if(!(vres === true))
		{
			let errors = {}, item;

			for(const index in vres)
			{
				item = vres[index];

				errors[item.field] = item.message;
			}
			
			throw {
			    name: "ValidationError",
			    message: errors
			};
		}

		let customer = new CustomerModel(data.first_name, data.last_name, data.email, data.zipcode, data.password);

		customer.uid = 'c' + counter++;

		customers[customer.uid] = customer;

		return customer;
	}

	static retrieve(uid)
	{
		if(customers[uid] != null)
		{
			return customers[uid];
		}
		else
		{
			throw new Error('Unable to retrieve a customer by (uid:'+ uid +')');
		}
	}

	static update(uid, data)
	{
		if(customers[uid] != null)
		{
			const customer = customers[uid];
			
			Object.assign(customer, data);
		}
		else
		{
			throw new Error('Unable to retrieve a customer by (uid:'+ cuid +')');
		}
	}

	static delete(uid)
	{
		if(customers[uid] != null)
		{
			delete customers[uid];
		}
		else
		{
			throw new Error('Unable to retrieve a customer by (uid:'+ cuid +')');
		}
	}
}

module.exports = CustomerService;

Lets connect the CustomerService to express router.

We’ll be using the async / await, which is a better way to write asynchronous code. Previous options are callbacks and promises, in fact async/await is built on top of promises; but async / await make the code behave & read a little more like synchronous code.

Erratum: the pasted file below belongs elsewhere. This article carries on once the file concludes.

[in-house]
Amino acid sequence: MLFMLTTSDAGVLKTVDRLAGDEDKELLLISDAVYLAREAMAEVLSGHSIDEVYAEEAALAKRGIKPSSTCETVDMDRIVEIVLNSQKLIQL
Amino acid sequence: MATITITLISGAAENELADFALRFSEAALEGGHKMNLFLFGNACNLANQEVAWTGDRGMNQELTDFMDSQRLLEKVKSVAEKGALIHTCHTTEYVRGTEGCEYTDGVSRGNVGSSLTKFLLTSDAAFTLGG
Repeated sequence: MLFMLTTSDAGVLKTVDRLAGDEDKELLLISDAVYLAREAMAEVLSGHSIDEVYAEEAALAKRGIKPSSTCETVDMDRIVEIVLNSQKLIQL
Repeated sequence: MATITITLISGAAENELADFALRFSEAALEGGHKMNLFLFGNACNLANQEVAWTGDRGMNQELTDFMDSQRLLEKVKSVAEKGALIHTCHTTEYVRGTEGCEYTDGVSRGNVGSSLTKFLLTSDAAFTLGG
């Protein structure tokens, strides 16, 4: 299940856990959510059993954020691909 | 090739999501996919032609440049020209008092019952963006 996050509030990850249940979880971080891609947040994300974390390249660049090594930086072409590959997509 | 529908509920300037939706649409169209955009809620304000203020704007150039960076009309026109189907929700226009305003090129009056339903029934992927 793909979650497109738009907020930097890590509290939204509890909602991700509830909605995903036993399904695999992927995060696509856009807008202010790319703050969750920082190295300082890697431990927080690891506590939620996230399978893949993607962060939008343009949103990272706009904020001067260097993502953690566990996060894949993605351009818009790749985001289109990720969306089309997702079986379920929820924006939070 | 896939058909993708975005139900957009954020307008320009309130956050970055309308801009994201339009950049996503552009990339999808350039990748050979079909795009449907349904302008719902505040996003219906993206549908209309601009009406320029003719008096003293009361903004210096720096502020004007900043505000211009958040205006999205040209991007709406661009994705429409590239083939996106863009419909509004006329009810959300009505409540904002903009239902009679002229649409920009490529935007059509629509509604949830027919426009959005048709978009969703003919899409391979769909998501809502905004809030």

In the following router we implement all the CRUD operations using the CustomerService singleton.

Take a look at the create operation, where we submit user data and how errors are propagated into the response via try / catch block. The code is easy to read.


routes-customer.js

var express = require('express');
var router = express.Router();
var CustomerService = require('../services/service.customer');

/* GET customer listing. */
router.get('/', async function(req, res, next)
{
	res.json({error: "Invalid Customer UID."});
});

/* adds a new customer to the list */
router.post('/', async (req, res, next) =>
{
	const body = req.body;

	try
	{
		const customer = await CustomerService.create(body);

		if(body.guid != null)
		{
			customer.guid = body.guid;
		}

		res.cookie('guid', customer.guid, { maxAge: 900000, httpOnly: true });

		// created the customer! 
		return res.status(201).json({ customer: customer });
	}
	catch(err)
	{
		if (err.name === 'ValidationError')
		{
        	return res.status(400).json({ error: err.message });
		}

		// unexpected error
		return next(err);
	}
});

/* retrieves a customer by uid */
router.get('/:id', async (req, res, next) =>